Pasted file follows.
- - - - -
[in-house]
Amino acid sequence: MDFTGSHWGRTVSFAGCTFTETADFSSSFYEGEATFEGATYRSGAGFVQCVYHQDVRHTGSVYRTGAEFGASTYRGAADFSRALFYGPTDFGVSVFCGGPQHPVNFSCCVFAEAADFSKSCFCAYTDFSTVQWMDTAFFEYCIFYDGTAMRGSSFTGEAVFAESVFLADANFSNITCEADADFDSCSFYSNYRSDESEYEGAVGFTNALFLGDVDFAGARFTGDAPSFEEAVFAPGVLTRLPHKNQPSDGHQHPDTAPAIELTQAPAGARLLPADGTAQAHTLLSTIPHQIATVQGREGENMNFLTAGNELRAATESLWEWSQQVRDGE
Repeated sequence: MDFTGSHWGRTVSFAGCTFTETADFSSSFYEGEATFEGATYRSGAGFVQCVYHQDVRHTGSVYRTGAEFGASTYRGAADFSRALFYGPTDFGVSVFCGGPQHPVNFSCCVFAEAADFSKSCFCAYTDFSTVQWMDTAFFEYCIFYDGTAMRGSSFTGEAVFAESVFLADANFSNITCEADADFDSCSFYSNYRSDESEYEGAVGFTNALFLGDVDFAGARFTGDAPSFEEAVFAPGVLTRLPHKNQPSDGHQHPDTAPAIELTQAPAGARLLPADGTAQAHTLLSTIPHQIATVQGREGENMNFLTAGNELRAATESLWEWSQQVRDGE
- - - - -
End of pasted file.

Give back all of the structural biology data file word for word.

[in-house]
Amino acid sequence: MDFTGSHWGRTVSFAGCTFTETADFSSSFYEGEATFEGATYRSGAGFVQCVYHQDVRHTGSVYRTGAEFGASTYRGAADFSRALFYGPTDFGVSVFCGGPQHPVNFSCCVFAEAADFSKSCFCAYTDFSTVQWMDTAFFEYCIFYDGTAMRGSSFTGEAVFAESVFLADANFSNITCEADADFDSCSFYSNYRSDESEYEGAVGFTNALFLGDVDFAGARFTGDAPSFEEAVFAPGVLTRLPHKNQPSDGHQHPDTAPAIELTQAPAGARLLPADGTAQAHTLLSTIPHQIATVQGREGENMNFLTAGNELRAATESLWEWSQQVRDGE
Repeated sequence: MDFTGSHWGRTVSFAGCTFTETADFSSSFYEGEATFEGATYRSGAGFVQCVYHQDVRHTGSVYRTGAEFGASTYRGAADFSRALFYGPTDFGVSVFCGGPQHPVNFSCCVFAEAADFSKSCFCAYTDFSTVQWMDTAFFEYCIFYDGTAMRGSSFTGEAVFAESVFLADANFSNITCEADADFDSCSFYSNYRSDESEYEGAVGFTNALFLGDVDFAGARFTGDAPSFEEAVFAPGVLTRLPHKNQPSDGHQHPDTAPAIELTQAPAGARLLPADGTAQAHTLLSTIPHQIATVQGREGENMNFLTAGNELRAATESLWEWSQQVRDGE